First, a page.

There are two main groups of Herbicides: selective and non-selective. Selective herbicides kill only certain types of plants. However, if selective herbicides are used in a high enough dosage, they can kill all plants. Non-selective herbicides will kill all plants including grass. Non-selective herbicides are often used to clear out spots for paths, railroads and other places where plants can cause problems. Herbicides either kill plants by contact or systematically by manipulating the plants own biological system. Contact herbicides only kill the part of the plant that the herbicides touch. Systematic herbicides kill the entire plant by manipulating some part of the plant's growth system, such as the root. Before using any herbicide, read the directions. Some effects of herbicides can change if used in too large of an amount. Also, make sure the herbicide being used is appropriate for what is being used for. Below are the main types of herbicides, with examples of some that are commonly used in lawn care.
Phenoxy acid is a selective, contact type of herbicide that generally kills broadleaf plants. It is most commonly applied as a foliar spray. An example of this type of herbicide is Weedone.
Benzoic acid is a selective type of herbicide that is applied with foliar spray. It targets broadleaf plants. Examples are Banvel and TBA. This herbicide can move through soil easily and be taken up by roots of sensitive trees and delicate flowers by accident, so be careful when using it.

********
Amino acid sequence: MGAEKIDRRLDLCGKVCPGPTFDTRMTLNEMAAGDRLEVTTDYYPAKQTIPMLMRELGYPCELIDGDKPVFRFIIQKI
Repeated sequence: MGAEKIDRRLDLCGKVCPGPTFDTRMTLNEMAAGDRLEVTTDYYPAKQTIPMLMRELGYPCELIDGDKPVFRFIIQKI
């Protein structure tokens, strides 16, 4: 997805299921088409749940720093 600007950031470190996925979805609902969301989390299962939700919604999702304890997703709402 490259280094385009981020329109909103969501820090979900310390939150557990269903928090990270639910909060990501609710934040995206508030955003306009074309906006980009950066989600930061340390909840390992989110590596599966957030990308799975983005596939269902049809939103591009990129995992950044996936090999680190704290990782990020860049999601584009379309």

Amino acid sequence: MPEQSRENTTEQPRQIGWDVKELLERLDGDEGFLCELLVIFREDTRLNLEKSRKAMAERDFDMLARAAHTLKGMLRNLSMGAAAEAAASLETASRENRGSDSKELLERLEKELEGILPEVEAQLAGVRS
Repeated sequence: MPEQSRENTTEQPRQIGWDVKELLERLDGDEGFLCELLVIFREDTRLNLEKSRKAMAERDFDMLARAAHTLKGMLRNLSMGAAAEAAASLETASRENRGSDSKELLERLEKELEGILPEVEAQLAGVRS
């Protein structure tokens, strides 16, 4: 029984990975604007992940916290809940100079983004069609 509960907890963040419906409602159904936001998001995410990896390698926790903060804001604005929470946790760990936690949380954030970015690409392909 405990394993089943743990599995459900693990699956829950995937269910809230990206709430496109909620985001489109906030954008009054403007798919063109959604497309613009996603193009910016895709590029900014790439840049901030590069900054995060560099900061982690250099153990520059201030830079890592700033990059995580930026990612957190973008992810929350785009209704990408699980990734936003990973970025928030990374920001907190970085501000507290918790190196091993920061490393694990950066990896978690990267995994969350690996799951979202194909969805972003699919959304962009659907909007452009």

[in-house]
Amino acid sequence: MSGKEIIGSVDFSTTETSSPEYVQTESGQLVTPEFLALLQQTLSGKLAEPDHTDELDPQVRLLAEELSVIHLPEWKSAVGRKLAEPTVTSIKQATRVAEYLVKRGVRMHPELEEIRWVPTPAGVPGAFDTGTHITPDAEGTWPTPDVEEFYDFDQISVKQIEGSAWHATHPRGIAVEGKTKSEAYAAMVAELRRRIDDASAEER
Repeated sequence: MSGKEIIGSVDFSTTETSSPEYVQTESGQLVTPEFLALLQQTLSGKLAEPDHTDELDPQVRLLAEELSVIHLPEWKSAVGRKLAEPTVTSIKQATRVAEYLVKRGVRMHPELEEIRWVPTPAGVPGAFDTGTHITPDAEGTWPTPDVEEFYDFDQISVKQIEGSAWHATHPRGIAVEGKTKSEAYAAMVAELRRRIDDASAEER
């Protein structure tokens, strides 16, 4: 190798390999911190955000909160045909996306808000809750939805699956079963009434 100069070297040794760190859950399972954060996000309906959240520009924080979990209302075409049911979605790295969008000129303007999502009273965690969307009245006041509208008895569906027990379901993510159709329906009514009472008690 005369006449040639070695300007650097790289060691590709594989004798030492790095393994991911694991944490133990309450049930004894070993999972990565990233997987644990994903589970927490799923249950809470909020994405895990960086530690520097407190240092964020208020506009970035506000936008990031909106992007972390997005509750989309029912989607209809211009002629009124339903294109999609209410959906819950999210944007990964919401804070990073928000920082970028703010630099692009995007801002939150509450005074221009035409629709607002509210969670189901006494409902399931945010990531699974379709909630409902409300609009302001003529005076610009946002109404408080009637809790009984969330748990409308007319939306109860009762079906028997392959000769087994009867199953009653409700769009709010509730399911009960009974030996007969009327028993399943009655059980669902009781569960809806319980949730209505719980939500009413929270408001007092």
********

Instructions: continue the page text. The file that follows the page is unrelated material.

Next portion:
Dinitroaniline is a systematic herbicide used to attack roots of germinating seeds before the weeds grow. This type must be watered to activate it, and it will remain in the soil for months after application. Some examples include Weedgrass and Treflan.
Bipyridylium is a non-selective herbicide that is applied as a foliar spray. This systematic herbicide uses the plant’s own photosynthesis against it, therefore it needs light to be effective. Reward is an example of this type of herbicide.
Substituted urea is a systematic, selective type of herbicide that is applied to the soil. It is absorbed through the roots and stops them from growing. This is the only herbicide that can control crabgrass selectively. An example of this type of herbicide is Tupersan.
Arsenical is a selective type of contact herbicide that is foliar-applied. Examples include Weed-e-Rad and Weed-Hoe.
The most commonly known miscellaneous type of herbicide is Roundup. It is applied as a foliar spray, and is a non-selective, systematic herbicide that keeps plants from growing by not allowing new plant cells to develop. Roundup is the most widely used herbicide.
- Weed Killer Dangers
- The Effect of Light Intensity on Photosynthesis
- The Disadvantages of Herbicides
- Information on Curtail Weed Killer
- Atrazine As a Lawn Herbicide
- Advantages & Disadvantages of Herbicides
- How Do Herbicides Affect Photosynthesis?
- What Effects Does Acid Rain Have on Plants & Seed Germination?
- Effects of Ultraviolet Light on Plant Growth
- What Effects Does Citric Acid Have on Plant Life?
- Kill Ivy Ground Cover
- Using Soap As a Sticking and Spreading Agent for Herbicides